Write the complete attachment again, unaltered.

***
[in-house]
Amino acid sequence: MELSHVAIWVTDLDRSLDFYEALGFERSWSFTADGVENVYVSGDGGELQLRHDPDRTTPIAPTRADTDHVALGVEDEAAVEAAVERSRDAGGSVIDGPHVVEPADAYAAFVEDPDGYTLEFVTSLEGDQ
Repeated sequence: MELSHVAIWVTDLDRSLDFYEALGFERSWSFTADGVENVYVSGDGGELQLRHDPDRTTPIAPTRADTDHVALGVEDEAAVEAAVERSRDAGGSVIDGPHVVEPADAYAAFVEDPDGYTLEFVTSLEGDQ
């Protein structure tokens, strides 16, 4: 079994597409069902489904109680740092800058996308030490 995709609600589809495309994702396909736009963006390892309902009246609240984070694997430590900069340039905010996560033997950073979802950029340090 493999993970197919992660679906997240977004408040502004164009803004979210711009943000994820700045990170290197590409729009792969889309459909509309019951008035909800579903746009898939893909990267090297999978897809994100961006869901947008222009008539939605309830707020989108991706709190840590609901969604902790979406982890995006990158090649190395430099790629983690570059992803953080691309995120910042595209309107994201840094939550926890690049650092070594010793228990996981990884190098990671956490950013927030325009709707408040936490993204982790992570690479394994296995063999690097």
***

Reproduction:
[in-house]
Amino acid sequence: MELSHVAIWVTDLDRSLDFYEALGFERSWSFTADGVENVYVSGDGGELQLRHDPDRTTPIAPTRADTDHVALGVEDEAAVEAAVERSRDAGGSVIDGPHVVEPADAYAAFVEDPDGYTLEFVTSLEGDQ
Repeated sequence: MELSHVAIWVTDLDRSLDFYEALGFERSWSFTADGVENVYVSGDGGELQLRHDPDRTTPIAPTRADTDHVALGVEDEAAVEAAVERSRDAGGSVIDGPHVVEPADAYAAFVEDPDGYTLEFVTSLEGDQ
């Protein structure tokens, strides 16, 4: 079994597409069902489904109680740092800058996308030490 995709609600589809495309994702396909736009963006390892309902009246609240984070694997430590900069340039905010996560033997950073979802950029340090 493999993970197919992660679906997240977004408040502004164009803004979210711009943000994820700045990170290197590409729009792969889309459909509309019951008035909800579903746009898939893909990267090297999978897809994100961006869901947008222009008539939605309830707020989108991706709190840590609901969604902790979406982890995006990158090649190395430099790629983690570059992803953080691309995120910042595209309107994201840094939550926890690049650092070594010793228990996981990884190098990671956490950013927030325009709707408040936490993204982790992570690479394994296995063999690097």